• it’s complete: as an example, I ran out of memory while compiling a snake. It may be hardware-wise covering a large scope, but the software behind still need some work. The runtime error are horrific on such a display. An emulator that, well, respect the hardware specification would be nice.
    • it’s simple: It is for us, no doubt. The blocky interface definitely helps. But I still have to explain what’s a grid is. This kind of display is certainly entertaining, but is more about “emulating” a grid than a “position-based” display ( think laptop display in scratch, you can use the x/y referential, or just drag it). I think the main issue is because we see a “similar” interface to Scratch (blockly-like), we’re tempted to think the kid’s adaptation will be straightforward : it’s not, it’s a piece of hardware :)

    Back to networking : yes, it’s a lack of kids on the same hardware at a time : we’re a small Dojo, probably by choice at that point !
    I like your Star Wars project, but I doubt I’ll get that many kids engaged. Some are way more software enthusiast than hardware, and that’s fine by me.
    My previous experiences with bluetooth was the nightmare of managing profiles, but in all fairness, that was low-level (in C, 5 years ago). My next step if I have the will would be to look into using App Inventor to see if they can interconnect easily, but I’d need to steal one of those microbits from the Dojos for an evening, which I haven’t done so far. If it works, that’d be probably nice to do some remote controlling, or a physical score counter for an app as an example :)

    PS : sorry for the late answer, went into a spiral of work before cleaning my tabs this morning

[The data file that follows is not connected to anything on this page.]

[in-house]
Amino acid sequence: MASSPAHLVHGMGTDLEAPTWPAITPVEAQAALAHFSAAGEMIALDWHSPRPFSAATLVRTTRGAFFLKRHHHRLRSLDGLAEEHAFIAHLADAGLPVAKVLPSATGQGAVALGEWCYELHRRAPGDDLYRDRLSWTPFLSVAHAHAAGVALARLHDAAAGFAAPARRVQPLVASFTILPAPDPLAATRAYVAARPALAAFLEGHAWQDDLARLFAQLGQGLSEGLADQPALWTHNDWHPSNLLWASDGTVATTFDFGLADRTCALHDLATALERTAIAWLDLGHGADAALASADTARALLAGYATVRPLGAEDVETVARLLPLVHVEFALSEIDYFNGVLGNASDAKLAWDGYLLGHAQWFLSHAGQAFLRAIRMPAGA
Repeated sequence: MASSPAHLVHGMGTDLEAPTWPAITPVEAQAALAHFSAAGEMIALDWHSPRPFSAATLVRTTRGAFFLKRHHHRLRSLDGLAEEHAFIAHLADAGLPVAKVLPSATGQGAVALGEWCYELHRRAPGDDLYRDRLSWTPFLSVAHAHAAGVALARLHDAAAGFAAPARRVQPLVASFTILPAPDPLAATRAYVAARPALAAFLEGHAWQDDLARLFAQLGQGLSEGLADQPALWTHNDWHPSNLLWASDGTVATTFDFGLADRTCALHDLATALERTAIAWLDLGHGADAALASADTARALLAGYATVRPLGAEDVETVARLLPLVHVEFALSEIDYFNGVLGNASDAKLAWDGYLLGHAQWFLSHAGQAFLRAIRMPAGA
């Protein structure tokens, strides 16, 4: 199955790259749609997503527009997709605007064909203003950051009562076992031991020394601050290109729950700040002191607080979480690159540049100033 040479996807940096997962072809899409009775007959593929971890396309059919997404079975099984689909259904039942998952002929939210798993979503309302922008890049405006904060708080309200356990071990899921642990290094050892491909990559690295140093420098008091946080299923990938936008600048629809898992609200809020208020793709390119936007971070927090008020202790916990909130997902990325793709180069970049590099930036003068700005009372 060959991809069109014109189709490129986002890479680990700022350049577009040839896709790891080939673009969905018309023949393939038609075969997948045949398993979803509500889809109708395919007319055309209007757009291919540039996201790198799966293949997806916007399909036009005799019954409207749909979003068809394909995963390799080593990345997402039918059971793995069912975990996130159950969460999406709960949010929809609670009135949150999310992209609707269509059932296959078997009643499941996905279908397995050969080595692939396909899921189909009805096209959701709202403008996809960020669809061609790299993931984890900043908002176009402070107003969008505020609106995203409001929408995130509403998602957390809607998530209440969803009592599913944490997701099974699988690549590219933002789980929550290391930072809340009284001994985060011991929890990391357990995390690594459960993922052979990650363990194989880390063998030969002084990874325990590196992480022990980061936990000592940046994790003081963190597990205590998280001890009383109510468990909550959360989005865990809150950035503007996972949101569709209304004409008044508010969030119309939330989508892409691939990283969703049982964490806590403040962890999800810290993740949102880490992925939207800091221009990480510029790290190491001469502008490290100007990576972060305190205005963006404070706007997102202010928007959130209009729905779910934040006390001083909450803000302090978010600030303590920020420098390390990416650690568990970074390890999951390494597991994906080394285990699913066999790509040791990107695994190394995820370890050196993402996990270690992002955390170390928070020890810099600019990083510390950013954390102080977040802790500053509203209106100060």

• @Guillaume-Feliciano

    Regarding the grid-like nature of the display: Maybe I am mistaken but I believe there are Python and C/C++ calls to the display that accept coordinates with (0,0) being the upper left-hand corner.

    I’m actually sniffing around in the C/C++ side of things right now, (that is, when my right-shoulder isn’t screaming at me). I saw a demo that is a “oscilloscope-like” display of a triangular wave that rapidly scrolls across the screen. It scrolls, stops, scrolls, stops, and so on. I want to modify the demo so that it scrolls continuously - but the mechanics of the display’s bit-map is driving me insane! And I would love to find someone who could help me understand the list of ordered pairs that comprises the display bitmap in C(++).

    As far as memory limitations are concerned, a 16k system is old news for me. The GE-4020 mainframe I programmed back at Virginia Tech in 1975 was a 16k machine. The [censored!!] beast programmed in octal of all things, and I rapidly learned to despise octal, bit-packed, instruction codes. (Think PDP-8’s instruction set - a devil-spawned beast if there ever was one!)

    My next “major” system was an Atari 8-bit system with 16k. That is until I hardware-hacked a 64k upgrade.

    Back in the early 80’s, I had the task of upgrading a disk of test software for an aircraft’s fuel gauge that ran on the IBM PC in BASIC, and I had exactly one 512 byte sector left on the disk. I programmed the modification in assembler and it worked out to a minuscule 29 bytes - and fit the one single sector I had left on that disk.

    The micro:bit is unique in this crowd in that the program space is in a 256k flash region, and the 16k of RAM is the global heap.

    However, I do agree that an empty JavaScript project that has 560k of overhead, (in Intel hex), is a bit much. One of the reasons I want to look at Python/C/C++ is to be able to include only what I need for a particular project - not the entire Encyclopedia Britannica every time I compile and load.

    As far as emulators are concerned, I don’t feel I have the right to complain. Emulators are particularly nasty beasts to write, especially when the underlying hardware abstraction layer - they call it something else - is a moving target. They’re a real pain to write even when the hardware/firmware have been stable for decades.

    The thing I like about the “blocky” interface is that it lets non-coder individuals do things that make sense visually, and see immediate, (hopefully successful), results. If they have any interest/talent at all, they’ll finally get to projects where the “blocky” interface doesn’t meet their needs anymore. This is when you flip them over to a more advanced environment.